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Why Are Korean Consumers Shunning PHEVs Very Popular among US Consumers
Reasons for Unpopularity
Why Are Korean Consumers Shunning PHEVs Very Popular among US Consumers
  • By Jung Min-hee
  • June 7, 2017, 03:45
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Ioniq Plug-In, a model of Hyundai Motor’s plug-in hybrid electric vehicles (PHEVs).
Ioniq Plug-In, a model of Hyundai Motor’s plug-in hybrid electric vehicles (PHEVs).

 

Plug-in hybrid electric vehicles (PHEVs), which are booming in the US, are failing to gain in as much popularity as in the US due to low subsidies and a lack of consumer awareness in Korea.

According to the automobile industry on June 6, PHEVs sold by Korean automakers in May totaled just 40. Hyundai Motor’s Ioniq and Sonata sold 18 and nine units, respectively, followed by GM Korea’s Bolt (7), Kia’s K5 (4) and Niro (2). However, it is said that deliveries of the Niro are being delayed due to problems such as production schedules, although over 100 units of the Niro were preordered.

The same goes for import PHEVs. The Prius Prime launched by Toyota Korea sold 17 units in April. Except for eight cars that are used at exhibition halls, there were actually nine vehicles delivered to actual consumers.

PHEVs are shunned by consumers in the Korean market because they are expensive and subsidies are not enough. The government subsidy for a PHEV is 5 million won (US$4,500), which is one fourth of the subsidiary for electric cars which amounts to 20 million won (US$18,000). The gap is further widened, adding subsidies by local governments. PHEVs are much more expensive than conventional internal combustion engine-powered vehicles. Plug-in K5 hybrids are US$17 million more expensive than K5 gasoline-powered models. Even if subsidies are added, the gap will hit more than 10 million won (US$9,000).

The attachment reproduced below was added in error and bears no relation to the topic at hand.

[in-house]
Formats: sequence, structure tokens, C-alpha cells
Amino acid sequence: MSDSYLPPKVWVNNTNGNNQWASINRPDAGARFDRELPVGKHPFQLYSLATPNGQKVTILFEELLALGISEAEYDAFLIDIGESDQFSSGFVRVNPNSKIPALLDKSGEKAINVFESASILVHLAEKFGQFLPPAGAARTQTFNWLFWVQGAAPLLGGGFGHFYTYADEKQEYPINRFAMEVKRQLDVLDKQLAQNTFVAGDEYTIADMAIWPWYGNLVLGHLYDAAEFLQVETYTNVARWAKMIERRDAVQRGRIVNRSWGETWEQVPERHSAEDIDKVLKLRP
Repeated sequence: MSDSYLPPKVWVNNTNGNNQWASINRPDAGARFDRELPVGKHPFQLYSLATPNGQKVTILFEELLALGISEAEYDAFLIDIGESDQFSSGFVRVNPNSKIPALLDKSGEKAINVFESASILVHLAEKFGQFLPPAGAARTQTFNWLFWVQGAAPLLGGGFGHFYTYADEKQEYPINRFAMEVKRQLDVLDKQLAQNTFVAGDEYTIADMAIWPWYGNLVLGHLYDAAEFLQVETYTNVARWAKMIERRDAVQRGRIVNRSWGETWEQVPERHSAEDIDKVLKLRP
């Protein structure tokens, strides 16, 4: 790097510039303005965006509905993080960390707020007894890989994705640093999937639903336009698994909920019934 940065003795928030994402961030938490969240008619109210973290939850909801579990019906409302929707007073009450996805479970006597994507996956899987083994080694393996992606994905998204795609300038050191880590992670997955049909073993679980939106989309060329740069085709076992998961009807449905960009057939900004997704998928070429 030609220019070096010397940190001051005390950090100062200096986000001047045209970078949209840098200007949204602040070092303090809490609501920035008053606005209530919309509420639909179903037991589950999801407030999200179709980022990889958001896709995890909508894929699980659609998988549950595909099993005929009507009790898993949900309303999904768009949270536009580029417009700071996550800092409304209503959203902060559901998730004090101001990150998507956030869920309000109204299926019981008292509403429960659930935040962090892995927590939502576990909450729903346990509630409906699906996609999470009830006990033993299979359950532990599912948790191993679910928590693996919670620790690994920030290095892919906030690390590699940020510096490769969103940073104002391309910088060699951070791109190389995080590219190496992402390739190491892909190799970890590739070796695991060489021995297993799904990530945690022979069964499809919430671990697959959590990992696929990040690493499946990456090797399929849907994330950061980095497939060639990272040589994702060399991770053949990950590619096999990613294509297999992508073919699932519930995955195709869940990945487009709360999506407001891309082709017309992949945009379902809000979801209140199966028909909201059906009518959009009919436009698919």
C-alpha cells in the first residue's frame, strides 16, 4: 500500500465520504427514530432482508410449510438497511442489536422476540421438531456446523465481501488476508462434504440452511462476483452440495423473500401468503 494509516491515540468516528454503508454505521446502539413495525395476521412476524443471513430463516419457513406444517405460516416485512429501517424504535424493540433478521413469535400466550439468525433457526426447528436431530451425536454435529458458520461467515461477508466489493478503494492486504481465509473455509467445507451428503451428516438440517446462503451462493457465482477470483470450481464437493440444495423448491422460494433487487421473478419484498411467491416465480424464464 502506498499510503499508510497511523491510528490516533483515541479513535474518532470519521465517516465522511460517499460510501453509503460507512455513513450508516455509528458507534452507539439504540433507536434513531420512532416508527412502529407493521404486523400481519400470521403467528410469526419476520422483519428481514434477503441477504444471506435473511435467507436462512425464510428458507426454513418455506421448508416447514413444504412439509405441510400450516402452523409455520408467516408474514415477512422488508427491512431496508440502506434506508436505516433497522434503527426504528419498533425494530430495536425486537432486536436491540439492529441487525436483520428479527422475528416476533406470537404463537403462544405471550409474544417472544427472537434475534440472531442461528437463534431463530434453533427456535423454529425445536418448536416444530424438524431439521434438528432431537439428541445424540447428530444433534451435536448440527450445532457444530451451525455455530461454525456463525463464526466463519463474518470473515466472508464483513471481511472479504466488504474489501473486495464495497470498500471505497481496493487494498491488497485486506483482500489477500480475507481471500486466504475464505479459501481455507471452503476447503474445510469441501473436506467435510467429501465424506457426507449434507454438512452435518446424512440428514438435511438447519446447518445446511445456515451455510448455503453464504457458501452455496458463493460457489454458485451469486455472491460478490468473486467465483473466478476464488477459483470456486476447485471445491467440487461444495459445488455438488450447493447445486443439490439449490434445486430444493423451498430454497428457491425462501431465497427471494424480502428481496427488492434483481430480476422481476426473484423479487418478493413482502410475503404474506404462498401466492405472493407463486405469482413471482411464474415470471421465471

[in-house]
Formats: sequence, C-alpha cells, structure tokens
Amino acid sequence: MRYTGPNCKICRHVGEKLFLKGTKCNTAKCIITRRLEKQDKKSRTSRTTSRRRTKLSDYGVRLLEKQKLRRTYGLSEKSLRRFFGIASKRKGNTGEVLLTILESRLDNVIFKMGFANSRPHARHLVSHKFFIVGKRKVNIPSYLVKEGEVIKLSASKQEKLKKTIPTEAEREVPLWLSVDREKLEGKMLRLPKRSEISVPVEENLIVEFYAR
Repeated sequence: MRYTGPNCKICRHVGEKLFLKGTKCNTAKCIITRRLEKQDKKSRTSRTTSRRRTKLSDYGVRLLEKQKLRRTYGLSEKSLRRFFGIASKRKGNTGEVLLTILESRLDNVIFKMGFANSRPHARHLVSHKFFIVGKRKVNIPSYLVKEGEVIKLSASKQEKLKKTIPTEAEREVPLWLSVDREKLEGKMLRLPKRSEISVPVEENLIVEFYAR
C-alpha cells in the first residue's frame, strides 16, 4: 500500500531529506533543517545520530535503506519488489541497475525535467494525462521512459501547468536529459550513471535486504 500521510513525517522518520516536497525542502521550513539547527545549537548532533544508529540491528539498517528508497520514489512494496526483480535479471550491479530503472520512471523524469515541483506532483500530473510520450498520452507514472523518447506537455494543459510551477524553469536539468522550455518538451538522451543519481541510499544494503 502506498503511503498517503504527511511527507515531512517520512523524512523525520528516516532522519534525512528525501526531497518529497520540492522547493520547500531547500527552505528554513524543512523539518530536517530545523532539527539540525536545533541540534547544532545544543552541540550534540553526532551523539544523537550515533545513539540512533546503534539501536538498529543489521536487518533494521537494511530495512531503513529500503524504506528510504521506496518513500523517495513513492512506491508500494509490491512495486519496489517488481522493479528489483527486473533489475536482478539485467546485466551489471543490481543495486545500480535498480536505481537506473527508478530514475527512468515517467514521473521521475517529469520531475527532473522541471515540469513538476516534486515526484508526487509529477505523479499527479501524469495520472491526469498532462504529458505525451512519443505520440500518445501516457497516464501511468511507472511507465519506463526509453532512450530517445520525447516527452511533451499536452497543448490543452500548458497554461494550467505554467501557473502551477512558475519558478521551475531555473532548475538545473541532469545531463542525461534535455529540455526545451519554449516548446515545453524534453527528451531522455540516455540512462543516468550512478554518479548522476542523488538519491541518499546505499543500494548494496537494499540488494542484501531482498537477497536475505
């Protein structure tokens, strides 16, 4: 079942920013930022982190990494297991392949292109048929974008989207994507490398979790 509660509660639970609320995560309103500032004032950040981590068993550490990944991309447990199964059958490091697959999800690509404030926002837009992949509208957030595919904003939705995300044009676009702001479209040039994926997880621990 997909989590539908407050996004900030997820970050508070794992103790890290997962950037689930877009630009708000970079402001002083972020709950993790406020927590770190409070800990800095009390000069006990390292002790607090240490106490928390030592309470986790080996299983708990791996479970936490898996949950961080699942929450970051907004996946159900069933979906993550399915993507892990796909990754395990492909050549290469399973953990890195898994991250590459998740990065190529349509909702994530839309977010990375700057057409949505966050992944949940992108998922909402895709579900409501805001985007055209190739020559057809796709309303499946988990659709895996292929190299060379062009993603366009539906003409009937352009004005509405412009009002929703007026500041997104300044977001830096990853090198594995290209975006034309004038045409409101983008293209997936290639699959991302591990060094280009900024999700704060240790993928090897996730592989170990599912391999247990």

The expansion of the PHEV market in Korea is being impeded by consumers' lack of awareness and inconvenient charging methods that are not better than charging methods for electric cars. "It is as plain as a pikestaff that PHEVs serve as a stepping-stone to ultimate eco-friendly cars like electric cars," said Lee Hang-goo, a senior research fellow at the Korea Institute for Industrial Economics and Trade. “A lack of subsidies and publicity still makes PHEVs a stranger to Korean consumers.”

Unlike South Korea, PHEVs are rising as a new star among eco-friendly cars in the United States. In the United States, the Chevrolet Bolt sold 7,370 units, ranking first in the electric car sector (including plug-in hybrids) according to Inside EV. The Prius Prime also sold 6,165 units, climbing to third place this year.

The United States sets tax breaks for electric cars and PHEVs on the same criterion -- battery capacities. If a battery capacity exceeds 5 kWh, the buyer will enjoy a tax break of US$2,500 and additional US$417 for every 1 kWh increase. A Bolt buyer can receive up to US$7,500 based on the criterion.